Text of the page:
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With Many a Backward Glance

Even in the modern age, art often derives its inspiration from Greek and Roman classical stories. In many time periods, it has been considered fashionable to create works that were directly inspired by classical stories. One of the more recent revivals of this classical inspiration was during the Aesthetic and Pre-Raphaelite Movements in Europe during the 19th and Early 20th century.

"Nymphs Finding the Head of Orpheus (1900)" by John William Waterhouse (1849–1917)

John William Waterhouse was a painter in the 19th and early 20th century who is famous for his depictions of classical myths in a distinctive Pre-Raphaelite style. While Waterhouse did not begin his career painting images in the style of the Pre-Raphaelites, even his early work was very classically influenced. Around 1880, his work began to show the distinctive style of the Pre-Raphaelite movement. One of his later paintings is titled Nymphs Finding the Head of Orpheus (1900). The image of Orpheus is not an usual subject for Pre-Raphaelite art. However, Waterhouse’s work is worth closer inspection for several reasons. First, he depicts a part of the narrative which is not usually shown; most Pre-Raphaelite images focus on Orpheus’s attempted rescue of Eurydice. Second, Waterhouse’s image is one of the most famous images of Orpheus, despite being a depiction of a less popular section of Orpheus’ saga. Finally, “Nymphs Finding the Head of Orpheus” is an adaption of Ovid’s work; Waterhouse uses a style and perception of beauty inherent to the Aesthetic Movement to represent a classical myth.

Before an analysis of his image can be thoughtfully done, one must first understand the art movements which surrounded him. The Pre-Raphaelites were a group of predominately English painters, writers, and musicians who tried to reinvent art history – instead of expanding on the style of the Mannerist artists who followed Raphael and Michelangelo, they embraced the classical poses and style of art before Raphael and Michelangelo. Hence the group’s name. The Pre-Raphaelite movement was a part of the larger Aesthetic Movement, which encompassed all of Europe. The Aesthetic Movement rejected the 19th century’s artistic obsession with realism, and focused instead on creating art simply for the sake of beauty. Painters and writers such as Dante Gabriel Rossetti and Oscar Wilde dominated the movement. This is also the first art movement that experimented with photography. The individual photographers of the Aesthetic Movement are not well known, but their work is nevertheless famous for being some of the first to explore the uses of photography as an artistic medium. One of the most well-known Aesthetic Movement photographers is Charles Lutwidge Dodgson, but his fame stems from writing the Alice in Wonderland books under the pseudonym Lewis Carrol. Lynn Federle Orr argued that, by 1985 the Aesthetic Movement had become suffused with decadence (Federle and Calloway). The search for beauty that the Aesthetic Movement prided itself on made it easy for outsiders to lampoon the movement, and it was quickly evolving into a vehicle for mockery rather than a fashionably artistic movement. As such, the Aesthetic and Pre-Raphaelite movement was drawing to a close when Waterhouse was in his prime. Many consider him influenced by rather than a part of the Aesthetic and Pre-Raphaelite Movements. However, he is still considered one of the “greatest of the late Victorian romantic painters” and is lauded as one of the few painters to successfully reconcile classical-inspired romantic art and the Pre-Raphaelite movement (Wood 45).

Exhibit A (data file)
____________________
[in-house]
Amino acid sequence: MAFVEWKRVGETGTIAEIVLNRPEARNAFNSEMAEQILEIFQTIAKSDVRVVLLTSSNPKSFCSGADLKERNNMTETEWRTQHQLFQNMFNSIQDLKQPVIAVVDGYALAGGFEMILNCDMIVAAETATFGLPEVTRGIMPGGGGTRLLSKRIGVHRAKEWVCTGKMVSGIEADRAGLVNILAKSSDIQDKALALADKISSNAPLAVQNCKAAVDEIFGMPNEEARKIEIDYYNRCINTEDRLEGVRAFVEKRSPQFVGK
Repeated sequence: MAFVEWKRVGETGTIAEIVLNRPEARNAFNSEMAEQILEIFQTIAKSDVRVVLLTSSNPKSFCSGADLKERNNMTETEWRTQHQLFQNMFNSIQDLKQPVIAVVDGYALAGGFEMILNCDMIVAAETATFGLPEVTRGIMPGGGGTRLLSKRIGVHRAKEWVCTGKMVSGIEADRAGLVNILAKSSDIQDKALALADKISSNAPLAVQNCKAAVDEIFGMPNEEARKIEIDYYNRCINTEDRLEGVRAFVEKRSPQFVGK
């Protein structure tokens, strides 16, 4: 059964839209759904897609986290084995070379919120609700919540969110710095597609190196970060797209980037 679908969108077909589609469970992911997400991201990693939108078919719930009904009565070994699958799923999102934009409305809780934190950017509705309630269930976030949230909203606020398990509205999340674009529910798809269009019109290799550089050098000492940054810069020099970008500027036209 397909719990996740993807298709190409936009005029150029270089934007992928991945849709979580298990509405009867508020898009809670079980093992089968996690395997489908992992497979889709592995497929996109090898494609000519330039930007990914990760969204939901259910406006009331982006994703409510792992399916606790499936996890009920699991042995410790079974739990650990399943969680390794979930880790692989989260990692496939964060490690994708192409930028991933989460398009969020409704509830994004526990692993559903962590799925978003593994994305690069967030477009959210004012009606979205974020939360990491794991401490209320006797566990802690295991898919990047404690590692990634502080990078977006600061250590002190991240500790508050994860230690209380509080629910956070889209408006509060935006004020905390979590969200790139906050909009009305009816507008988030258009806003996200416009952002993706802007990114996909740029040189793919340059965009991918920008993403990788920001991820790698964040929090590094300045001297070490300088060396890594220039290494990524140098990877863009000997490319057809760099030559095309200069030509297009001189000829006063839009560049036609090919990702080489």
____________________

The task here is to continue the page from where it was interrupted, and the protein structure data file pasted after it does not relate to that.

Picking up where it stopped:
The tales of Orpheus, and the despair caused by a single backward glance, have inspired many artists over the centuries. The Pre-Raphaelites were no exception. Writers and artists such as Roland Leighton, John Roddam Spencer Stanhope, William Morris, and Robert Browning created texts inspired by Orpheus (Henry). While Orpheus’ death does not figure into the story of his katabasis, the narrative most commonly referenced, it is nevertheless an important part of the mythos of Orpheus. Ovid’s version of the story (probably the most poetic, and therefore likely the inspiration behind Waterhouse’s painting) tells of Orpheus refusing the advances of a group of Maenads, female followers of Dionysus. Angry, they throw sticks and stones at him, but he sings such a beautiful song that the inanimate objects refuse to hit him. Furious, the Maenads descend on him and rip him to shreds in a Bacchaen fury. (This behavior was common among the Maenads, at least according to myth.) His head and lire are knocked into the river, and he floats to Lesbos, still singing. His head is found by the occupants of the island, and they bury his head and build a shrine around him. He continues to sing. Apollo was prophesied to someday visit the island and silence his singing. (Sounds familiar, doesn’t it?)